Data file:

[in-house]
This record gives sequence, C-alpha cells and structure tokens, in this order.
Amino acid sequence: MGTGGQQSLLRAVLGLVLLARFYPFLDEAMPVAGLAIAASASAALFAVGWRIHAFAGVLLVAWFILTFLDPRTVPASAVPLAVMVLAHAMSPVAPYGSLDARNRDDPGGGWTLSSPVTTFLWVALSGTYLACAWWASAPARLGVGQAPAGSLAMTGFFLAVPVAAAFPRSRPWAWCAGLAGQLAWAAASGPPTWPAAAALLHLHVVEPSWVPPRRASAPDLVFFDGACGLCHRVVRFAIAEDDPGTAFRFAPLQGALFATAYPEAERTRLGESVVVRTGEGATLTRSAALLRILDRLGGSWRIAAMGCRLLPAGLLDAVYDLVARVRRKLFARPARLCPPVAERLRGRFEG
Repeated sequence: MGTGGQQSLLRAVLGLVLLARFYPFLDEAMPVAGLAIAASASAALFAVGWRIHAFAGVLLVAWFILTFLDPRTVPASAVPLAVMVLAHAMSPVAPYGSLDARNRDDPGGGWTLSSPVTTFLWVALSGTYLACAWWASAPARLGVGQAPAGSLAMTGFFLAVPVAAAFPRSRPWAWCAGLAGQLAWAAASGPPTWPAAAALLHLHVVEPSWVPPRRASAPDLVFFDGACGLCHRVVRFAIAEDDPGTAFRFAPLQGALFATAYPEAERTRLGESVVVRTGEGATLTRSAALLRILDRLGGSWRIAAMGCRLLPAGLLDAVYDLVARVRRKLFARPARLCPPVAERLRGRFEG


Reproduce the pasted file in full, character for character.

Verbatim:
[in-house]
This record gives sequence, C-alpha cells and structure tokens, in this order.
Amino acid sequence: MGTGGQQSLLRAVLGLVLLARFYPFLDEAMPVAGLAIAASASAALFAVGWRIHAFAGVLLVAWFILTFLDPRTVPASAVPLAVMVLAHAMSPVAPYGSLDARNRDDPGGGWTLSSPVTTFLWVALSGTYLACAWWASAPARLGVGQAPAGSLAMTGFFLAVPVAAAFPRSRPWAWCAGLAGQLAWAAASGPPTWPAAAALLHLHVVEPSWVPPRRASAPDLVFFDGACGLCHRVVRFAIAEDDPGTAFRFAPLQGALFATAYPEAERTRLGESVVVRTGEGATLTRSAALLRILDRLGGSWRIAAMGCRLLPAGLLDAVYDLVARVRRKLFARPARLCPPVAERLRGRFEG
Repeated sequence: MGTGGQQSLLRAVLGLVLLARFYPFLDEAMPVAGLAIAASASAALFAVGWRIHAFAGVLLVAWFILTFLDPRTVPASAVPLAVMVLAHAMSPVAPYGSLDARNRDDPGGGWTLSSPVTTFLWVALSGTYLACAWWASAPARLGVGQAPAGSLAMTGFFLAVPVAAAFPRSRPWAWCAGLAGQLAWAAASGPPTWPAAAALLHLHVVEPSWVPPRRASAPDLVFFDGACGLCHRVVRFAIAEDDPGTAFRFAPLQGALFATAYPEAERTRLGESVVVRTGEGATLTRSAALLRILDRLGGSWRIAAMGCRLLPAGLLDAVYDLVARVRRKLFARPARLCPPVAERLRGRFEG